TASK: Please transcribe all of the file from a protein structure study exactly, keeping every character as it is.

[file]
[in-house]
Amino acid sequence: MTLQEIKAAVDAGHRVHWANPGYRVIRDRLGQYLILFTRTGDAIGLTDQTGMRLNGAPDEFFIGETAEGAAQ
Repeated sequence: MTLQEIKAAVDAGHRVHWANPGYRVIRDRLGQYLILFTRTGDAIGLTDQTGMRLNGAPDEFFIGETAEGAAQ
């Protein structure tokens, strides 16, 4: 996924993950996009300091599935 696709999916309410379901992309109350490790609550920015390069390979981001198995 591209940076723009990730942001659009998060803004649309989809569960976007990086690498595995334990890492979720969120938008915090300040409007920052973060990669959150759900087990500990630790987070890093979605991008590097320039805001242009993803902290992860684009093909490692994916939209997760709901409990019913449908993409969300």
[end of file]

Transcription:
[in-house]
Amino acid sequence: MTLQEIKAAVDAGHRVHWANPGYRVIRDRLGQYLILFTRTGDAIGLTDQTGMRLNGAPDEFFIGETAEGAAQ
Repeated sequence: MTLQEIKAAVDAGHRVHWANPGYRVIRDRLGQYLILFTRTGDAIGLTDQTGMRLNGAPDEFFIGETAEGAAQ
């Protein structure tokens, strides 16, 4: 996924993950996009300091599935 696709999916309410379901992309109350490790609550920015390069390979981001198995 591209940076723009990730942001659009998060803004649309989809569960976007990086690498595995334990890492979720969120938008915090300040409007920052973060990669959150759900087990500990630790987070890093979605991008590097320039805001242009993803902290992860684009093909490692994916939209997760709901409990019913449908993409969300």